At a moment where citizens take it to streets in several countries around the world to express their deep dissatisfaction with governments and deficit in their political representation, Bulgarians continue to gather in Sofia and other cities in the country demanding that their newly formed socialist government step down. Protesters are also calling for deep reforms to improve democracy and representation in the country, including changes in the Electoral Code to facilitate entry of new parties and favour changes in the political status quo, and measures to strengthen media freedom and judicial independence.
Following the spirit of the street movements, a group of 60 prominent Bulgarian intellectuals, lawyers, political activists and journalists have proposed the “Charter 2013” to end the plutocratic system that dominates politics in the country. Other civil society organisations have analysed the current situation and manifested support for the claims presented in the demonstrations. One such example was the memorandum circulated by ERCAS’s partner Centre for Liberal Strategies, authored by its chairman Ivan Krastev. The text below, published on 25 June 2013, provides a valuable insider look at the present civil society movements and the perspectives for future positive changes in Bulgaria.
Tens of thousands of people have been marching for 11 days now on the streets of the capital Sofia and in some of Bulgaria’s major cities. The mass protests were sparked by the decision of the Bulgarian Parliament to appoint Mr. Delyan Peevski as chief of the State Agency for National Security. After his resignation on the second day of the protest, its main demand became the resignation of the government of Mr. Oresharski, which has been built by the Bulgarian Socialist Party and the Movement for Rights and Freedoms representing the Turkish minority (together, both parties having exactly half of the seats in Parliament). Yet the government cannot survive without the support of the far-right populist party Ataka.
According to representative polling data, 85 per cent of Bulgarians support the protest against the appointment of Mr. Peevski, a media mogul and politician, a front-man of corporate interests with strong influence over the last three governments. The respondents put remarkably little confidence in the current government and parliament at the beginning of their term (23 and 14 per cent, respectively – lowest point since the 1990s), while only 18 per cent reckon Oresharski’s cabinet will fulfil its full mandate.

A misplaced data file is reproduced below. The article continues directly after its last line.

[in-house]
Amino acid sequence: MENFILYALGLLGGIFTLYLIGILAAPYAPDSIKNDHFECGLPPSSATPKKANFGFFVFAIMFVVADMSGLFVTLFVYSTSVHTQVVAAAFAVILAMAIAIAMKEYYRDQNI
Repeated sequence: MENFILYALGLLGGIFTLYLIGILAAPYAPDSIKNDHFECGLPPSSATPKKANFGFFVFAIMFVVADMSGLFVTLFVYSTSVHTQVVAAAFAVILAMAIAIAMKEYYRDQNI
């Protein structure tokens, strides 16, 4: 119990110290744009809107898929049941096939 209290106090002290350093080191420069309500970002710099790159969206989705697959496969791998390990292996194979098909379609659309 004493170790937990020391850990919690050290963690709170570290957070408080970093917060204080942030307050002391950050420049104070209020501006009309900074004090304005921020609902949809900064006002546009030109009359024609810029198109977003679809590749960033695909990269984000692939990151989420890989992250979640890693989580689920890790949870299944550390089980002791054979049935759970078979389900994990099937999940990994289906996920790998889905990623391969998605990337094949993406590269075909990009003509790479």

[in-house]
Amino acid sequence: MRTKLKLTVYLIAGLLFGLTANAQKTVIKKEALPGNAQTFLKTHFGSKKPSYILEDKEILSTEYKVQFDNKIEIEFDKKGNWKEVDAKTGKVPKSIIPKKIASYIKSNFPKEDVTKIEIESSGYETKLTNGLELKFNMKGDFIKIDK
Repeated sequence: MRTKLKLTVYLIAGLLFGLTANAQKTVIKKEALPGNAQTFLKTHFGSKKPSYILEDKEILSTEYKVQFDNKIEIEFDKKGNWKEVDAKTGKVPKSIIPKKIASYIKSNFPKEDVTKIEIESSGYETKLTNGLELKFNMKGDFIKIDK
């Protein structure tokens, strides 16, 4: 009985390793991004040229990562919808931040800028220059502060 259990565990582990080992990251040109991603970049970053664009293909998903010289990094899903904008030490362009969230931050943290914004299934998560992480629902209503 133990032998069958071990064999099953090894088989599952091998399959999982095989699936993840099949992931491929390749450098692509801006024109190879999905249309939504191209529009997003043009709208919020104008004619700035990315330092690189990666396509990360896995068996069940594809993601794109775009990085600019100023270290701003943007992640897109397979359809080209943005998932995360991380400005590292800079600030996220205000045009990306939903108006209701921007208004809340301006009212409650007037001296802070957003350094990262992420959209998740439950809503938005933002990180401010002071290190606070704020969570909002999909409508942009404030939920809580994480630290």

Bulgaria protests for a second time in less than half a year, with the mass protests in February against the electricity monopolies having brought down the centre-right government of Mr. Borissov. The unrests from the last 11 days should be seen as a second wave of Bulgarian citizens’ anger with the political establishment from the transition who in society’s view has betrayed the values of democracy in the service of behind-the-screen corporate interests.
For the first time in years the civil society of Bulgaria is voicing strong demands for genuine reform of the ailing state institutions and for effective democracy. These demands for reform are home-grown and have a grass-roots pedigree. They are not the result of external pressures (e.g. from EU or international organisations). In fact, external bodies so far have been largely supportive of the status quo: for instance, both the Party of European Socialists and the European Popular Party have recently expressed support for the political leaders of the Bulgarian Socialist Party (member of PES), and GERB (member of the EPP), the former ruling party.
These views are apparently not shared by the Bulgarian citizens. As their slogans demonstrate, the Bulgarians are protesting:
– against the merging of public institutions with nationwide gray-economy groups: “No to the oligarchy!”
– against clandestine political deals: “No to behind-the-screen deals!; Transparency!
– against the promotion of corporate interests presented in democratic garb: “No to façade democracy!”
– against Bulgaria’s reneging on its European commitments and the accommodation of extreme nationalist-populists in power: “Bulgaria is Europe!”
The peaceful protests in Bulgaria are momentous for the future of democracy in this country. They show that there is committed civil society which will no longer tolerate corporate takeover of public institutions, or unprincipled coalitions with nationalistic or irresponsible parties. Our hope is that the lack of violence and the civilized behaviour of the protesters will not make this protest go largely unnoticed internationally. In our judgement, the moment demands broad support for the democratic efforts of Bulgarian society.
25 June 2013
Centre for Liberal Strategies”
(The picture featured above is from presstv.ir.)